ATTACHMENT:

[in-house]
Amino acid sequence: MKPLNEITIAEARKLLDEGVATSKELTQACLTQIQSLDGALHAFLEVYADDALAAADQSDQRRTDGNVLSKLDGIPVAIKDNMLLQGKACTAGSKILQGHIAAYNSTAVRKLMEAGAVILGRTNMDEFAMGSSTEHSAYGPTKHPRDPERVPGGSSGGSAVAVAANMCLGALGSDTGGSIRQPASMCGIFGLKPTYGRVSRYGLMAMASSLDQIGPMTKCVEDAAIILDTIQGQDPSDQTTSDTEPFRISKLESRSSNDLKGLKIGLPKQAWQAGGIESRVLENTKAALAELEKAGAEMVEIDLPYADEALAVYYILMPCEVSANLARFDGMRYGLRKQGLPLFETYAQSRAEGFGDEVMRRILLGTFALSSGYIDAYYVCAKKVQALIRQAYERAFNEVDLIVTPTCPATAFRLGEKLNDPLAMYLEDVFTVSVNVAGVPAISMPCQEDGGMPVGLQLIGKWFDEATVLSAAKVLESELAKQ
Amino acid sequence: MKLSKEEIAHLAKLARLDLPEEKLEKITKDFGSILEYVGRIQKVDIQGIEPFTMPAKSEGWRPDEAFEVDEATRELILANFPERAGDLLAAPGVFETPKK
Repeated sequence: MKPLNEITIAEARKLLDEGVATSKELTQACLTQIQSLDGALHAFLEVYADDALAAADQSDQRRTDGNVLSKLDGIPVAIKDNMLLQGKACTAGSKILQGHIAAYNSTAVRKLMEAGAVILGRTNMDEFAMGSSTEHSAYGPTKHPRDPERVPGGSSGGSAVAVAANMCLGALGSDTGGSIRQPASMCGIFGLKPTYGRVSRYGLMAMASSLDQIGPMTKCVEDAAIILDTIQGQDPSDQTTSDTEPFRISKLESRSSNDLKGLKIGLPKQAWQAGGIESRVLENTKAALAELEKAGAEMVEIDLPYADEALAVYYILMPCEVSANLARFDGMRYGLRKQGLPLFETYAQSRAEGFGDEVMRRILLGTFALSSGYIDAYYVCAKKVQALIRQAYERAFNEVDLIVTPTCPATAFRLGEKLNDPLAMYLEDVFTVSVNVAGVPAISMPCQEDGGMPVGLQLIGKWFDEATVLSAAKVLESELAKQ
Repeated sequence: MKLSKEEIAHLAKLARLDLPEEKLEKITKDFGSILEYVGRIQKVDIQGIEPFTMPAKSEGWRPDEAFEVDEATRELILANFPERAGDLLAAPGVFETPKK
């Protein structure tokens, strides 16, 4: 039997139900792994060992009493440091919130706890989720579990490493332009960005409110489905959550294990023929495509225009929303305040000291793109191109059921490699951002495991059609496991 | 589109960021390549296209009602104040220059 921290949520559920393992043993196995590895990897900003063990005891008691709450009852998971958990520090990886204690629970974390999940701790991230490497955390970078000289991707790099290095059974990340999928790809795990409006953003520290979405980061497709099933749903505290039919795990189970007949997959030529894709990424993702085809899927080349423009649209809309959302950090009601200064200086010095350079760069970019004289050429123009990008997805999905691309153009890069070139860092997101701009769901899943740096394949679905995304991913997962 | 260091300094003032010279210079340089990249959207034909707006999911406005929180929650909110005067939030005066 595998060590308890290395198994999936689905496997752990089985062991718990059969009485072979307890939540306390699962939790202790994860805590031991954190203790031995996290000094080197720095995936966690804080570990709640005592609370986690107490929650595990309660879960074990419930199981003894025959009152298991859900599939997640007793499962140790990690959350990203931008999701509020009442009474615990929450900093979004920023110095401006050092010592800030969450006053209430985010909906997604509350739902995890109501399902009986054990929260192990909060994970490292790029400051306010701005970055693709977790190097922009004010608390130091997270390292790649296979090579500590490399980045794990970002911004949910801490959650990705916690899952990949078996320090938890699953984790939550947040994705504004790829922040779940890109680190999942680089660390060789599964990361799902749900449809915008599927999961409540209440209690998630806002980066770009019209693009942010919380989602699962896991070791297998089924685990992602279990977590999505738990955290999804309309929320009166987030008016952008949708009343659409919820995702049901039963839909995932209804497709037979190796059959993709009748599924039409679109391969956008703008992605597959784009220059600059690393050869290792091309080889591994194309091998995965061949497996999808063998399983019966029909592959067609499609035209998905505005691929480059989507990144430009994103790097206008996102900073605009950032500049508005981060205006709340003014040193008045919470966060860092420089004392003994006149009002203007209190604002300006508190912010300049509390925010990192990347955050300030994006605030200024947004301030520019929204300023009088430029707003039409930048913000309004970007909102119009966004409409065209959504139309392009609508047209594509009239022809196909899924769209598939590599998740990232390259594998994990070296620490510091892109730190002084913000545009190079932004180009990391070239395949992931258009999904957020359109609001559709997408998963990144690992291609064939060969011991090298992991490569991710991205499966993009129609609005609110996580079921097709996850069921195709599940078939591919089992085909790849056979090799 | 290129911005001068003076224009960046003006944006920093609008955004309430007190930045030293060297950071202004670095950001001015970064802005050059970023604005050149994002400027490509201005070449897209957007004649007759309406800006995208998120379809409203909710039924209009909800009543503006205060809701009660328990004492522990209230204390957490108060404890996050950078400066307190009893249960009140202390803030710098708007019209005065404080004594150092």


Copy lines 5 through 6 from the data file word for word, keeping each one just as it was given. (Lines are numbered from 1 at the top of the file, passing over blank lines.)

Repeated sequence: MKLSKEEIAHLAKLARLDLPEEKLEKITKDFGSILEYVGRIQKVDIQGIEPFTMPAKSEGWRPDEAFEVDEATRELILANFPERAGDLLAAPGVFETPKK
């Protein structure tokens, strides 16, 4: 039997139900792994060992009493440091919130706890989720579990490493332009960005409110489905959550294990023929495509225009929303305040000291793109191109059921490699951002495991059609496991 | 589109960021390549296209009602104040220059 921290949520559920393992043993196995590895990897900003063990005891008691709450009852998971958990520090990886204690629970974390999940701790991230490497955390970078000289991707790099290095059974990340999928790809795990409006953003520290979405980061497709099933749903505290039919795990189970007949997959030529894709990424993702085809899927080349423009649209809309959302950090009601200064200086010095350079760069970019004289050429123009990008997805999905691309153009890069070139860092997101701009769901899943740096394949679905995304991913997962 | 260091300094003032010279210079340089990249959207034909707006999911406005929180929650909110005067939030005066 595998060590308890290395198994999936689905496997752990089985062991718990059969009485072979307890939540306390699962939790202790994860805590031991954190203790031995996290000094080197720095995936966690804080570990709640005592609370986690107490929650595990309660879960074990419930199981003894025959009152298991859900599939997640007793499962140790990690959350990203931008999701509020009442009474615990929450900093979004920023110095401006050092010592800030969450006053209430985010909906997604509350739902995890109501399902009986054990929260192990909060994970490292790029400051306010701005970055693709977790190097922009004010608390130091997270390292790649296979090579500590490399980045794990970002911004949910801490959650990705916690899952990949078996320090938890699953984790939550947040994705504004790829922040779940890109680190999942680089660390060789599964990361799902749900449809915008599927999961409540209440209690998630806002980066770009019209693009942010919380989602699962896991070791297998089924685990992602279990977590999505738990955290999804309309929320009166987030008016952008949708009343659409919820995702049901039963839909995932209804497709037979190796059959993709009748599924039409679109391969956008703008992605597959784009220059600059690393050869290792091309080889591994194309091998995965061949497996999808063998399983019966029909592959067609499609035209998905505005691929480059989507990144430009994103790097206008996102900073605009950032500049508005981060205006709340003014040193008045919470966060860092420089004392003994006149009002203007209190604002300006508190912010300049509390925010990192990347955050300030994006605030200024947004301030520019929204300023009088430029707003039409930048913000309004970007909102119009966004409409065209959504139309392009609508047209594509009239022809196909899924769209598939590599998740990232390259594998994990070296620490510091892109730190002084913000545009190079932004180009990391070239395949992931258009999904957020359109609001559709997408998963990144690992291609064939060969011991090298992991490569991710991205499966993009129609609005609110996580079921097709996850069921195709599940078939591919089992085909790849056979090799 | 290129911005001068003076224009960046003006944006920093609008955004309430007190930045030293060297950071202004670095950001001015970064802005050059970023604005050149994002400027490509201005070449897209957007004649007759309406800006995208998120379809409203909710039924209009909800009543503006205060809701009660328990004492522990209230204390957490108060404890996050950078400066307190009893249960009140202390803030710098708007019209005065404080004594150092």